Russian and Belarusian players have been banned from Wimbledon to stop Vladimir Putin’s regime scoring a potential PR victory, the All England Club said today. The Grand Slam event have confirmed that stars from the two countries will not be allowed to compete thai summer because of the Russian invasion of Ukraine.
All Russian and Belarusian players – including world No.2 Daniil Medvedev and No.4 Aryna Sabalenka – will also be forbidden from playing in any warm-up events in the UK.
The decision leaves open the possibility of legal action from the 17 players currently in the world’s top 100 from the two nations who will be denied world ranking points and money.
A first round loser in the singles last year banked £48,000 while the champions earned £1.7m each. Russian coaches and line judges will be allowed as they are less high profile.
The announcement is also set to upset the WTA and ATP as the two tours had strongly supported the right of individual players to keep playing under a neutral flag.
But with the war in Ukraine intensifying, the Wimbledon statement said: “Given the profile of The Championships in the United Kingdom and around the world, it is our responsibility to play our part in the widespread efforts of Government, industry, sporting and creative institutions to limit Russia’s global influence through the strongest means possible.
“In the circumstances of such unjustified and unprecedented military aggression, it would be unacceptable for the Russian regime to derive any benefits from the involvement of Russian or Belarusian players with The Championships.”
Wimbledon ruled out asking players to sign private declarations stating they did not support the Putin regime to opt for the total ban. The sight of Medvedev or Sabalenka lifting the trophy would have been unacceptable to Wimbledon and the UK government.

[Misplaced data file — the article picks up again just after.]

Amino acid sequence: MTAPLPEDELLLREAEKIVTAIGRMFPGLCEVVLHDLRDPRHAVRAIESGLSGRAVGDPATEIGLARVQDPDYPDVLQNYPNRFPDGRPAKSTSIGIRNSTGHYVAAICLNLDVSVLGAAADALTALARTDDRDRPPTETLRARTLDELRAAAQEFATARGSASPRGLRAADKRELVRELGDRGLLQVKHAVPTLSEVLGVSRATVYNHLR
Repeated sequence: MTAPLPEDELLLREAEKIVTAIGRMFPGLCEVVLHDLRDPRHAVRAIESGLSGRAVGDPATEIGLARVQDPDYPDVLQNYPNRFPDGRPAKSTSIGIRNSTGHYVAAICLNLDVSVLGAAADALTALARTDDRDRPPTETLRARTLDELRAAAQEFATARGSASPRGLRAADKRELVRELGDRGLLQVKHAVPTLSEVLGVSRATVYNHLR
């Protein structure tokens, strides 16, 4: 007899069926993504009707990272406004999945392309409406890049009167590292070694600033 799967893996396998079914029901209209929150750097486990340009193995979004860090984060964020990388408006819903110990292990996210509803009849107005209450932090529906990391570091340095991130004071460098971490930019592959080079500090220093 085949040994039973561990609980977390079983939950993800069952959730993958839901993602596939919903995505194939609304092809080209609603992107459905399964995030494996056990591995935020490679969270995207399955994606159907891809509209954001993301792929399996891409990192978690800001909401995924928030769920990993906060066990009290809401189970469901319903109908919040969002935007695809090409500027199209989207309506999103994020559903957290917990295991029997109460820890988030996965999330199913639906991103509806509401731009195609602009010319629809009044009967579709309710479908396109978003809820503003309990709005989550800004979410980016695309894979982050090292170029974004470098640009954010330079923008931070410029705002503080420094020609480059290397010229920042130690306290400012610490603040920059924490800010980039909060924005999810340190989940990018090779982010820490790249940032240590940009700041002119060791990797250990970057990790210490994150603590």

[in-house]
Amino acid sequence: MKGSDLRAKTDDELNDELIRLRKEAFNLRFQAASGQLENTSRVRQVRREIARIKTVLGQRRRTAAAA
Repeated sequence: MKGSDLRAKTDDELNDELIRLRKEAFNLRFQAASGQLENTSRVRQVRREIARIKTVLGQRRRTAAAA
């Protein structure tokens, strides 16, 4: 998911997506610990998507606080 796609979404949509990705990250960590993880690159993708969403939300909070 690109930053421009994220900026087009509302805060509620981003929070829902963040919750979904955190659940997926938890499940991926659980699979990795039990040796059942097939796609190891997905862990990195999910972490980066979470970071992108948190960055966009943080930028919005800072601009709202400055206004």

All England Club chairman Ian Hewitt added: “We recognise that this is hard on the individuals affected, and it is with sadness that they will suffer for the actions of the leaders of the Russian regime. We have very carefully considered the alternative measures that might be taken within the UK Government guidance but, given the high profile environment of The Championships, the importance of not allowing sport to be used to promote the Russian regime and our broader concerns for public and player (including family) safety, we do not believe it is viable to proceed on any other basis at The Championships.”
The statement did add, however, that “if circumstances change materially between now and June, we will consider and respond accordingly.”
In a co-ordinated announcement, the LTA said no Russians or Belarusians would be allowed to play in the grass-court events at Queen’s Club, Nottingham, Birmingham or Eastbourne.
And a statement insisted the decision would be supported by the British public. It read: “After careful consideration the LTA believes that tennis must join many other areas of sport and public life in sending a clear signal to the Russian and Belarusian states that their actions in Ukraine are the subject of international condemnation.
“The continuing participation of Russian and Belarusian nationals at events risks providing a boost to these regimes when there is an unprecedented international effort to isolate them and sanction their actions.
“The LTA also recognises that individual Russian and Belarusian players may not agree with the actions of their Governments and this is a situation beyond their control. Never-the-less the national governing body believes that it is important to do all it can to support Ukraine at this time, and that this move has the support of the British public.”